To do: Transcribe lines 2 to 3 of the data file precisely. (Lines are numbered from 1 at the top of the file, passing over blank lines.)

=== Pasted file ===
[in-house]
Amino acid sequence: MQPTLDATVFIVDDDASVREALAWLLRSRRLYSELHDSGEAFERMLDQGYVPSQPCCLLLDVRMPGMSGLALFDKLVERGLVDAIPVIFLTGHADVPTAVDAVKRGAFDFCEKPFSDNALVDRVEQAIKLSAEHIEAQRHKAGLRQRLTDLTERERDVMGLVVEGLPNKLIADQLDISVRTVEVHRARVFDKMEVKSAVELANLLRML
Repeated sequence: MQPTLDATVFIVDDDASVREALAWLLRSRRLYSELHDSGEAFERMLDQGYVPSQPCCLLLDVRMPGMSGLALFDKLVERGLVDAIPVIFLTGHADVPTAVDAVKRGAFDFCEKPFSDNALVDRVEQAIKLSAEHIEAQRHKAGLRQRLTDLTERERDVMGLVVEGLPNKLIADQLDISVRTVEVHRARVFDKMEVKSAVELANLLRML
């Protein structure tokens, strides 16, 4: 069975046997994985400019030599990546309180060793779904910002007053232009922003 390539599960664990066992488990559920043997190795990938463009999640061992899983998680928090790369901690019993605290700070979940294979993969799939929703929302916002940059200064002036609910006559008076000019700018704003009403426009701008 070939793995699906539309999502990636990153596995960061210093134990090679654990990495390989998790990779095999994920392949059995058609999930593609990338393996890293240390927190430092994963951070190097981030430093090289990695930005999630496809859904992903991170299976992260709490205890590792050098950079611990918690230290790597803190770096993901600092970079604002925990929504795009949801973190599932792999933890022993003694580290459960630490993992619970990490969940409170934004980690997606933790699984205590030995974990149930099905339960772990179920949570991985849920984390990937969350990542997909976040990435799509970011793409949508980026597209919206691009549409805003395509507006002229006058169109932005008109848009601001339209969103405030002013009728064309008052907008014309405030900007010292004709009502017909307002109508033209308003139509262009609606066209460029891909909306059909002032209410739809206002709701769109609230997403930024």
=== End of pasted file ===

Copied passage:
Amino acid sequence: MQPTLDATVFIVDDDASVREALAWLLRSRRLYSELHDSGEAFERMLDQGYVPSQPCCLLLDVRMPGMSGLALFDKLVERGLVDAIPVIFLTGHADVPTAVDAVKRGAFDFCEKPFSDNALVDRVEQAIKLSAEHIEAQRHKAGLRQRLTDLTERERDVMGLVVEGLPNKLIADQLDISVRTVEVHRARVFDKMEVKSAVELANLLRML
Repeated sequence: MQPTLDATVFIVDDDASVREALAWLLRSRRLYSELHDSGEAFERMLDQGYVPSQPCCLLLDVRMPGMSGLALFDKLVERGLVDAIPVIFLTGHADVPTAVDAVKRGAFDFCEKPFSDNALVDRVEQAIKLSAEHIEAQRHKAGLRQRLTDLTERERDVMGLVVEGLPNKLIADQLDISVRTVEVHRARVFDKMEVKSAVELANLLRML